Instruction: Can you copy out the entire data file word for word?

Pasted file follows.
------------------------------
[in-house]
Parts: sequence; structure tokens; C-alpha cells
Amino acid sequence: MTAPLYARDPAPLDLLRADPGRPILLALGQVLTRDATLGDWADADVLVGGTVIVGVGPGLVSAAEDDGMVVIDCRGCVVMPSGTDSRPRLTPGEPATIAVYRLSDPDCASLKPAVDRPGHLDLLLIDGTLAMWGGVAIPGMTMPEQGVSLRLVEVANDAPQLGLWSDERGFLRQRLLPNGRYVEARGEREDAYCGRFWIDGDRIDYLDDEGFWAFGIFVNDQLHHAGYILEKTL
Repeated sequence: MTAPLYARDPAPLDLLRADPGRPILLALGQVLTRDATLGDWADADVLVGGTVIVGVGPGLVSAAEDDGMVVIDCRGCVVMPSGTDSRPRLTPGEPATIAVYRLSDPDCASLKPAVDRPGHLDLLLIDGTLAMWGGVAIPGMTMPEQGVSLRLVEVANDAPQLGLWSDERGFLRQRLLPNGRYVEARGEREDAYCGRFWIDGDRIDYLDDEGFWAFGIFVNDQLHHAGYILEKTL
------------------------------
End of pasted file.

[in-house]
Parts: sequence; structure tokens; C-alpha cells
Amino acid sequence: MTAPLYARDPAPLDLLRADPGRPILLALGQVLTRDATLGDWADADVLVGGTVIVGVGPGLVSAAEDDGMVVIDCRGCVVMPSGTDSRPRLTPGEPATIAVYRLSDPDCASLKPAVDRPGHLDLLLIDGTLAMWGGVAIPGMTMPEQGVSLRLVEVANDAPQLGLWSDERGFLRQRLLPNGRYVEARGEREDAYCGRFWIDGDRIDYLDDEGFWAFGIFVNDQLHHAGYILEKTL
Repeated sequence: MTAPLYARDPAPLDLLRADPGRPILLALGQVLTRDATLGDWADADVLVGGTVIVGVGPGLVSAAEDDGMVVIDCRGCVVMPSGTDSRPRLTPGEPATIAVYRLSDPDCASLKPAVDRPGHLDLLLIDGTLAMWGGVAIPGMTMPEQGVSLRLVEVANDAPQLGLWSDERGFLRQRLLPNGRYVEARGEREDAYCGRFWIDGDRIDYLDDEGFWAFGIFVNDQLHHAGYILEKTL